For years, the typical cannabis smoker, colloquially known as a dope or pot head, has been depicted by popular culture as a rather lazy and idle guy, who likes to indulge in his habit with his mates. Women smokers, meanwhile, have been marginalised, ridiculed, and even forgotten. Moreover, much of the cannabis industry has chosen an equally sexist focus in order to try to attract mostly male consumers.
Industrial hemp farming has made a comeback in Spain where there has been a revival in its cultivation. Hemp already grew in the wild and had been farmed in many areas all over the world long before laws were passed to regulate its cultivation.
Analysing all the characters and superheroes that have appeared throughout the history of comics is a monumental task that, due to time and space constraints, we won’t be able to take on. However, we can continue to focus on some of the most popular ones to ascertain the relationship they have with both legal and illegal drugs and how they appear, whether openly or covertly, in a large number of stories, reflecting our own historical, social and cultural zeitgeist at the time of their publication.
Since they were first published, comics became a means of expression and a vehicle for ideologies in the United States. As a consequence, the genre became fodder for many detractors among the dominant classes, which considered them a source of destabilisation, disturbance and even anti-patriotism, and it wasn’t long before comics became an object of persecution and a form of socio-political resistance. By analysing some of the most well-known characters from the history of comics and of the drugs that appear in their stories, we see a chronicle of the cultural, social and political zeitgeist of our most recent past, which reflects the progressive prohibitions introduced, basically, by the USA, to restrict or eradicate the supply, demand and consumption of substances known as drugs.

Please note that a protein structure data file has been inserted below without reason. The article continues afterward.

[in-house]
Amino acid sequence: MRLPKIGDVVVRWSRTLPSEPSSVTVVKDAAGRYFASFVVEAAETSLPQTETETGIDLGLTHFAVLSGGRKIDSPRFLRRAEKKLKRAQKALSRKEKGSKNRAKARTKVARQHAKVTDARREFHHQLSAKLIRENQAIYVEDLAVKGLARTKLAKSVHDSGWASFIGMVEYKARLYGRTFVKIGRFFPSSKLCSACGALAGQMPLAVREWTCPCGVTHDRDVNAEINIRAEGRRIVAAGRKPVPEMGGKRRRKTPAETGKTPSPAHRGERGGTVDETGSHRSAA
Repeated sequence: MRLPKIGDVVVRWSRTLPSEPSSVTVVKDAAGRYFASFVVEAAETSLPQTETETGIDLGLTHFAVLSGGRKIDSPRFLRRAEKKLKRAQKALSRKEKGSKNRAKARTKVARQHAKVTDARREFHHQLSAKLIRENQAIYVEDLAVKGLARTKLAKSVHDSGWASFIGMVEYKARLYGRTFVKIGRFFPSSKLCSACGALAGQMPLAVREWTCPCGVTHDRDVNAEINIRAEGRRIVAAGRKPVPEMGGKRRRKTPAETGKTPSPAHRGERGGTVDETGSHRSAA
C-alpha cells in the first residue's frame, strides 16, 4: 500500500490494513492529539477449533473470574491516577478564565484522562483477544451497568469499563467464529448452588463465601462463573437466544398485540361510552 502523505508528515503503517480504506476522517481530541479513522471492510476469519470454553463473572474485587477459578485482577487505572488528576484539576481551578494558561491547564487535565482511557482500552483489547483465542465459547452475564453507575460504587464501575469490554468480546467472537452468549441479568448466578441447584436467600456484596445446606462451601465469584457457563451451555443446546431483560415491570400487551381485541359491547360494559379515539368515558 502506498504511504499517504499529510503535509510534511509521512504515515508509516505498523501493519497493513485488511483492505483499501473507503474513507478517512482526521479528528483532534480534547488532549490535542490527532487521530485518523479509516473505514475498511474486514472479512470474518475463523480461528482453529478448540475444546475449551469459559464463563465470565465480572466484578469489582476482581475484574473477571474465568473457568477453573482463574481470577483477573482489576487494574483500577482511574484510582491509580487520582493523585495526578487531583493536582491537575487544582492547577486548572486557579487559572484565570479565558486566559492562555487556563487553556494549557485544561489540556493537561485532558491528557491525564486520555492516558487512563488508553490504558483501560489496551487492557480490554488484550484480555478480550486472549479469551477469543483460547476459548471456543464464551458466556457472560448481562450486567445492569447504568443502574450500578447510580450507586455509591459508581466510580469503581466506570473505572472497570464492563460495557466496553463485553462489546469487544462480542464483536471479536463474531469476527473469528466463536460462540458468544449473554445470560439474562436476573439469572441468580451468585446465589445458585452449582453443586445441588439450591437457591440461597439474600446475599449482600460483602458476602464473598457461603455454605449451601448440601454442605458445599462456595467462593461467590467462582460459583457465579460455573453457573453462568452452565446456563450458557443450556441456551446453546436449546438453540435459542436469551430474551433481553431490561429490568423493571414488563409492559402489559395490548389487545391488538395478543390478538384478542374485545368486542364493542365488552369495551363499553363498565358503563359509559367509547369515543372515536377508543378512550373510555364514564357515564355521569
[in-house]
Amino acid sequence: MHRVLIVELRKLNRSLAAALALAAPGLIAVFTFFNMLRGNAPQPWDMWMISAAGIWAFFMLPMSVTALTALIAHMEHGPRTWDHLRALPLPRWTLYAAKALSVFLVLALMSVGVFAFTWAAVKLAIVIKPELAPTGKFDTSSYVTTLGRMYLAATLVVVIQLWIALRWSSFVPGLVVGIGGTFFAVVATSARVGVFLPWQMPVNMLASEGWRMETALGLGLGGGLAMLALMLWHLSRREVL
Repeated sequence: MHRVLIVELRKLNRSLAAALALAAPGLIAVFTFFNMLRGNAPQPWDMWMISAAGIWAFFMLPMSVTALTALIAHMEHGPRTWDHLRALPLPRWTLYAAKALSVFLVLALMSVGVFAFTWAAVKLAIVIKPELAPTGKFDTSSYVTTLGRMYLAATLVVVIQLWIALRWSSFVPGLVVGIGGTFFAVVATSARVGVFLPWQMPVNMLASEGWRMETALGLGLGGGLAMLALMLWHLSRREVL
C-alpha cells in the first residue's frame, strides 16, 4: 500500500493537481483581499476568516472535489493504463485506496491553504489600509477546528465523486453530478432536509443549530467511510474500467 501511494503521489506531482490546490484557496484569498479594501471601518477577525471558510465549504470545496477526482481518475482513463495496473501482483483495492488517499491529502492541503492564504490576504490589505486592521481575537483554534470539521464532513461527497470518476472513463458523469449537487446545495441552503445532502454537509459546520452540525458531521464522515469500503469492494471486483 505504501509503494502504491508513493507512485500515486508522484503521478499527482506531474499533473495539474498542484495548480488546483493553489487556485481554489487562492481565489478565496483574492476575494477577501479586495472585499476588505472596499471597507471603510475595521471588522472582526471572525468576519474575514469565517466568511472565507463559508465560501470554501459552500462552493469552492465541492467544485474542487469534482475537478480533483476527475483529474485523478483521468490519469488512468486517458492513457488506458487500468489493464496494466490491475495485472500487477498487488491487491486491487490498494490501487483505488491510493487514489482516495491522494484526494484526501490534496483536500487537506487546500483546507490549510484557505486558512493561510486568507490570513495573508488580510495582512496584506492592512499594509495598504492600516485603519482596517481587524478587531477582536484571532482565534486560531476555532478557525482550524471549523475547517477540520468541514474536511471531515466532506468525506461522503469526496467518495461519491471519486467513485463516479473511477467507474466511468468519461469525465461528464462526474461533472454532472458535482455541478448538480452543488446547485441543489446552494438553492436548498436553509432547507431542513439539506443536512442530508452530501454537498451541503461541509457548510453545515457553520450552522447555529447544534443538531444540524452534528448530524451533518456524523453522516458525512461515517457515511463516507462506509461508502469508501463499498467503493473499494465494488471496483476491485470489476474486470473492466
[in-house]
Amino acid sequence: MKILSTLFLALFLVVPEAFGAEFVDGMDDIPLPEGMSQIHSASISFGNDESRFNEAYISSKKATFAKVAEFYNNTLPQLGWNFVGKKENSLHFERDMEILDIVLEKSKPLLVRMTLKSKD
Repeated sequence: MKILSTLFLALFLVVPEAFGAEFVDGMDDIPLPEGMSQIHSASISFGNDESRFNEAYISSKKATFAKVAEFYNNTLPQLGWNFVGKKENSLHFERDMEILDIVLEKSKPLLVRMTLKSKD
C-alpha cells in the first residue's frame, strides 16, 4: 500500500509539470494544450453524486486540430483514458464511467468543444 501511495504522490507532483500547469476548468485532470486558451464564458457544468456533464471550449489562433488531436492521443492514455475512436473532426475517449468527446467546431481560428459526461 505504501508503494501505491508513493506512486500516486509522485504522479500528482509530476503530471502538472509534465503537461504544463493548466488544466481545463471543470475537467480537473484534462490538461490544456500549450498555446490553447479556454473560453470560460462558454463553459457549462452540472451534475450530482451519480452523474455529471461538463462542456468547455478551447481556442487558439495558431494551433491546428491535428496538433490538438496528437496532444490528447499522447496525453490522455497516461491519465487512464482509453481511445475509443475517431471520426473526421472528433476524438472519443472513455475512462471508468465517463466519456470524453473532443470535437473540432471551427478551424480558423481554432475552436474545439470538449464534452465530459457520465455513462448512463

Cannabidiol (CBD) is just one of more than the 60 components or active ingredients that belong to a class of molecules called phytocannabinoids that are found in cannabis, the plant that has been used as medicine for centuries. It was isolated for the first time in the 1930s and 1940s, but it was Professor Raphael Mechoulam and his team of researchers who fully described its structure and configuration in Israel in the 1960s.